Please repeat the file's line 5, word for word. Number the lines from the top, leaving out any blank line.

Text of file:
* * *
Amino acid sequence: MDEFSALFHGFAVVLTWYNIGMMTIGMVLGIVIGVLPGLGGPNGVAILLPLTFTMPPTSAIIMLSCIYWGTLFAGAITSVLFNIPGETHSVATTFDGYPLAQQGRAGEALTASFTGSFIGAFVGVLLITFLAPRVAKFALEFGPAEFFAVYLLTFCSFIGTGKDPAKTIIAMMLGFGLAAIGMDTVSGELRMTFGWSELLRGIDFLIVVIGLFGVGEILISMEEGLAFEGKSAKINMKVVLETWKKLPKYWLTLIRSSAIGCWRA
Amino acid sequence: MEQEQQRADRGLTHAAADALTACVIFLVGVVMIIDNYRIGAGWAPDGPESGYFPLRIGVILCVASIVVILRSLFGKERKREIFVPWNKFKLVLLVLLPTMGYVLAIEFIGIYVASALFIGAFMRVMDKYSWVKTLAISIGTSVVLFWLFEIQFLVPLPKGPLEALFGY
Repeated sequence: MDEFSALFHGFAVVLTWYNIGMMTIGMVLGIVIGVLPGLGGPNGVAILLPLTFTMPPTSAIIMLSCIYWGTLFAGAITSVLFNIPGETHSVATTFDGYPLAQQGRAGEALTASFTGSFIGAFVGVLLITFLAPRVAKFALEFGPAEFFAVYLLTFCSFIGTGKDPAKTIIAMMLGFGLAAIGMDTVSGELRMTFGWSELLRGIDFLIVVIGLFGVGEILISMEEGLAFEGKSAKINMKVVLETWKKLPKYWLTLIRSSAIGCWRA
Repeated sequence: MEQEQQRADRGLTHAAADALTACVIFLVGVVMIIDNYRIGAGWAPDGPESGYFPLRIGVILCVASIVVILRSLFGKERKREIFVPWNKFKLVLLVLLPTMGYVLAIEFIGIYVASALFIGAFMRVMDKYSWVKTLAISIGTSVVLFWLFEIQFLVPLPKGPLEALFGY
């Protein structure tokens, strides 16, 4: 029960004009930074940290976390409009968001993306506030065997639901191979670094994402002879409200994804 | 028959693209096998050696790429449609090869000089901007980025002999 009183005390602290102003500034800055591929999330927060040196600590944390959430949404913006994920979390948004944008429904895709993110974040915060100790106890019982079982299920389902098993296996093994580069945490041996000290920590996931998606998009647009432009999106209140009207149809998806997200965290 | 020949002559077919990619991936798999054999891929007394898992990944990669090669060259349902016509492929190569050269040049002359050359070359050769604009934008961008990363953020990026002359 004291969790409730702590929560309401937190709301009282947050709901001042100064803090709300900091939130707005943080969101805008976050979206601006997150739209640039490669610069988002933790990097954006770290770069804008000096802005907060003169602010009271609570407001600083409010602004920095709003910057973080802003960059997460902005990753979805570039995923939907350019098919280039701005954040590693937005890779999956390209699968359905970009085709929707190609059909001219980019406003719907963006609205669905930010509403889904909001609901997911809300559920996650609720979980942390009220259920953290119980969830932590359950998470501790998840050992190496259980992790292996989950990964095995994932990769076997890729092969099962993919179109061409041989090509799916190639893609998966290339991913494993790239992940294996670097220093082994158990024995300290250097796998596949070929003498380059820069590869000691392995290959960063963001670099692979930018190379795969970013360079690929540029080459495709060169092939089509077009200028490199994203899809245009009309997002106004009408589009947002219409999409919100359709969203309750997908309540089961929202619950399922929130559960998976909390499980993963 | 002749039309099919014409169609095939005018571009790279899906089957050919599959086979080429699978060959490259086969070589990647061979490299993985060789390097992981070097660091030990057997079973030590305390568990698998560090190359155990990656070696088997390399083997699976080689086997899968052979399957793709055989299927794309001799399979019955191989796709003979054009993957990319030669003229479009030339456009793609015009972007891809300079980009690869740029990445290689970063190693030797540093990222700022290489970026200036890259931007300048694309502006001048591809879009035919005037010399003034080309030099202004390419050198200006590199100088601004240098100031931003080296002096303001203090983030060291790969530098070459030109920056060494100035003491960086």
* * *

């Protein structure tokens, strides 16, 4: 029960004009930074940290976390409009968001993306506030065997639901191979670094994402002879409200994804 | 028959693209096998050696790429449609090869000089901007980025002999 009183005390602290102003500034800055591929999330927060040196600590944390959430949404913006994920979390948004944008429904895709993110974040915060100790106890019982079982299920389902098993296996093994580069945490041996000290920590996931998606998009647009432009999106209140009207149809998806997200965290 | 020949002559077919990619991936798999054999891929007394898992990944990669090669060259349902016509492929190569050269040049002359050359070359050769604009934008961008990363953020990026002359 004291969790409730702590929560309401937190709301009282947050709901001042100064803090709300900091939130707005943080969101805008976050979206601006997150739209640039490669610069988002933790990097954006770290770069804008000096802005907060003169602010009271609570407001600083409010602004920095709003910057973080802003960059997460902005990753979805570039995923939907350019098919280039701005954040590693937005890779999956390209699968359905970009085709929707190609059909001219980019406003719907963006609205669905930010509403889904909001609901997911809300559920996650609720979980942390009220259920953290119980969830932590359950998470501790998840050992190496259980992790292996989950990964095995994932990769076997890729092969099962993919179109061409041989090509799916190639893609998966290339991913494993790239992940294996670097220093082994158990024995300290250097796998596949070929003498380059820069590869000691392995290959960063963001670099692979930018190379795969970013360079690929540029080459495709060169092939089509077009200028490199994203899809245009009309997002106004009408589009947002219409999409919100359709969203309750997908309540089961929202619950399922929130559960998976909390499980993963 | 002749039309099919014409169609095939005018571009790279899906089957050919599959086979080429699978060959490259086969070589990647061979490299993985060789390097992981070097660091030990057997079973030590305390568990698998560090190359155990990656070696088997390399083997699976080689086997899968052979399957793709055989299927794309001799399979019955191989796709003979054009993957990319030669003229479009030339456009793609015009972007891809300079980009690869740029990445290689970063190693030797540093990222700022290489970026200036890259931007300048694309502006001048591809879009035919005037010399003034080309030099202004390419050198200006590199100088601004240098100031931003080296002096303001203090983030060291790969530098070459030109920056060494100035003491960086």